Acute pharyngitis, an inflammation of the pharynx and/or tonsils, is a common illness caused by many microorganisms. Although viruses are the main etiological agents, Streptococcus pyogenes, commonly known as group A streptococcus (GAS), is the primary bacterial cause, accounting for pharyngitis in 5%–15% of adults and 20%–30% of children worldwide (1).
GAS pharyngitis mainly affects children 3–15 years of age and can lead to suppurative and non-suppurative complications, the latter being more common in developing countries. Suppurative complications include oral or peritonsillar abscesses, cervical lymphadenitis, and rarely, septicemia.
Nonsuppurative sequelae include acute rheumatic fever (ARF) and acute glomerulonephritis. Along with GAS, beta-hemolytic group C streptococci (GCS) and group G streptococci (GGS) have also been implicated as causes of self-limiting acute pharyngitis in both children and adults (2). GCS and GGS closely resemble GAS in their shared virulence traits (hemolysins, M-protein, and extracellular enzymes) and their ability to cause a similar spectrum of infections, although GCS and GGS have not yet been associated with ARF.
Clinical Diagnosis: Whom To Test?
Accurate diagnosis and prompt antimicrobial therapy of streptococcal pharyngitis are important for preventing suppurative and nonsuppurative sequelae of the infection and reducing both duration of symptoms and transmission of the agent. But diagnosis based on clinical features alone is difficult because GAS symptoms overlap with those of viral pharyngitis.
Clinicians use one of two methods, the Centor Score and McIsaac Score, for differentiating bacterial symptoms (fever, presence of tonsillar exudate, swollen anterior cervical lymph nodes, and ab-sence of cough) from typical viral features (cough, rhinorrhea, oral ulcers, conjunctivitis, and hoarseness of voice) (1,3). U.S. guidelines recommend performing timely microbiologic examination in suspected cases of pharyngitis and prescribing antibiotics to treat and prevent post-streptococcal complications (1) (Table 1, below).
A problem in diagnosing and treating true GAS infection is the presence of a carrier state, prevalent in 12%–15% of the population. A GAS carrier could be an asymptomatic patient or someone with recurrent viral infection who tests positive for GAS either by rapid antigen detection test (RADT) or throat culture.
In both cases, clinicians might administer antimicrobial therapy based on test results, which is otherwise not indicated since carriers are at low risk for transmitting the bacteria or developing post-streptococcal complications (1). Thus, it is important to be selective about the population for whom diagnostic tests are recommended to avoid identifying and treating GAS carriers.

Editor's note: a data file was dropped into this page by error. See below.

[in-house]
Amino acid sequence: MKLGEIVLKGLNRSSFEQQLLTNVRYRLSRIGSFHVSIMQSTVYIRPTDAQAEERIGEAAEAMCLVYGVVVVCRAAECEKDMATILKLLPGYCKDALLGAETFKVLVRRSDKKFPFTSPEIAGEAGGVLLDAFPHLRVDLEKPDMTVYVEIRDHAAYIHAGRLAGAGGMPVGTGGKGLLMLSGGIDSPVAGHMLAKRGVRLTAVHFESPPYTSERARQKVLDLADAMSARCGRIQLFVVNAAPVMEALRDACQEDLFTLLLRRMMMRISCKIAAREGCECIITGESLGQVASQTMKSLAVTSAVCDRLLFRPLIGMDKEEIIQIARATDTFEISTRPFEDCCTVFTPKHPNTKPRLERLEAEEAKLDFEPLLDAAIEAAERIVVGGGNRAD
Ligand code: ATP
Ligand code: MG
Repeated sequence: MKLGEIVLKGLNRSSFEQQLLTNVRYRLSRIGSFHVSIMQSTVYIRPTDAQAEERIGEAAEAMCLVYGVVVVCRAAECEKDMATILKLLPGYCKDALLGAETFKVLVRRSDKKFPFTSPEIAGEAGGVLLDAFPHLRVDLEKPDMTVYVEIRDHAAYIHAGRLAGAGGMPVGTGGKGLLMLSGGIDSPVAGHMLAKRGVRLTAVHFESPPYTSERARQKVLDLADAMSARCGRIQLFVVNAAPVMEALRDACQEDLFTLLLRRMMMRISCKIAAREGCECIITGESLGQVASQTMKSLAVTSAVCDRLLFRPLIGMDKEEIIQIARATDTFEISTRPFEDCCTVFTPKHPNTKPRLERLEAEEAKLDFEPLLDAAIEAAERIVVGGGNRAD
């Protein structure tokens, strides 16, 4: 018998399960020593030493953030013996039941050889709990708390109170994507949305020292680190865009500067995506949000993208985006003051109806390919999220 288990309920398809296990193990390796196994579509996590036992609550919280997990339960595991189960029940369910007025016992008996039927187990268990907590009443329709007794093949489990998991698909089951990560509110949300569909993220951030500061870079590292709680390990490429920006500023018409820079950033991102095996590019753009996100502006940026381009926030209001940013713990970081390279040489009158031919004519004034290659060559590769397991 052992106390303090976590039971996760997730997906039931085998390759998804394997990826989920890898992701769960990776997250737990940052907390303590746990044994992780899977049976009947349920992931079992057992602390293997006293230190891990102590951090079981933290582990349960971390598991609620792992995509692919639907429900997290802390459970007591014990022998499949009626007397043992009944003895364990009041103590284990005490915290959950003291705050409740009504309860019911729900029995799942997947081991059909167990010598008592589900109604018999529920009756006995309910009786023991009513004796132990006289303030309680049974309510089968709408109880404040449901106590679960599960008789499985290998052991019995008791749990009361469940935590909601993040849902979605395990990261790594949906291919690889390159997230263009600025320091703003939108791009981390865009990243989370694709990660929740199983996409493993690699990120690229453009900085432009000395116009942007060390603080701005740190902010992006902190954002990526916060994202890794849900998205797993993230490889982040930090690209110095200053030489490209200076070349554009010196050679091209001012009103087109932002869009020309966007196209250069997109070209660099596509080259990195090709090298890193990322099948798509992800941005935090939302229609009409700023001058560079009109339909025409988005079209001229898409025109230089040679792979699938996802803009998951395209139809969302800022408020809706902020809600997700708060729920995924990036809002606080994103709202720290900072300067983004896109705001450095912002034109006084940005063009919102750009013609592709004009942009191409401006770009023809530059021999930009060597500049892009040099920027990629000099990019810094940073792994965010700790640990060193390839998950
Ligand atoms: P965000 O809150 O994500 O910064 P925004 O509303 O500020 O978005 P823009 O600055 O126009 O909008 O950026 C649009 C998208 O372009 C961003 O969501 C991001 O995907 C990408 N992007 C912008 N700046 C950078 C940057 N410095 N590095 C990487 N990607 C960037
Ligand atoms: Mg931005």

The Role of Rapid Tests
The gold standard for detecting GAS in the pediatric population is culturing a throat swab on blood agar. However, the relatively long lag time between collecting the specimen and final microbiological diagnosis—approximately 48 hours—limits the utility of this method for routine use in outpatient settings.
Since their inception in the early 1980s, RADTs for GAS have offered a faster and simpler alternative for outpatient settings and have aided in appropriate and early implementation of antibiotic therapy. Over time, several generations of RADTs (some of which are listed in Table 2, below) have emerged as attractive options, starting with latex agglutination, followed by color immunochromatographic and lateral flow assays (enzyme immunoassays, or EIAs) and optical immunoassays.
These assays have an in-the-device antigen extraction mechanism that extracts the carbohydrate antigen from the specimen and binds it to a highly specific anti-streptococcus antibody conjugated to reporter molecules, resulting in a signal indicating a positive test.
Although some studies have found variability in RADTs’ accuracy, especially low sensitivity, most of these assays report a high specificity, ruling out the need for a backup culture in a positive RADT result (Table 4, below). In a comprehensive review and meta-analysis of 48 studies, Lean et al. compared and evaluated the performance of commonly used RADTs (3). The summary estimate of sensitivity of RADTs among all studies was 86% (95% confidence interval [CI] 0.83 to 0.88), whereas specificity was 96% (95% CI 0.94 to 0.97) (3).
Several factors influence the performance of RADTs, such as duration of symptoms, disease se-verity, adequacy and quality of the specimen, and the test operator. In a study in which nursing staff and laboratory technicians performed the same RADT, the diagnostic performance of laboratory technicians was reported to be significantly more accurate, with a difference in sensitivity ranging from 56% to 90% between the groups (4).
This finding may be due to different levels of compliance with the method when performing the test, different levels of operator experience in performing and reading RADTs, or other unidentified reasons.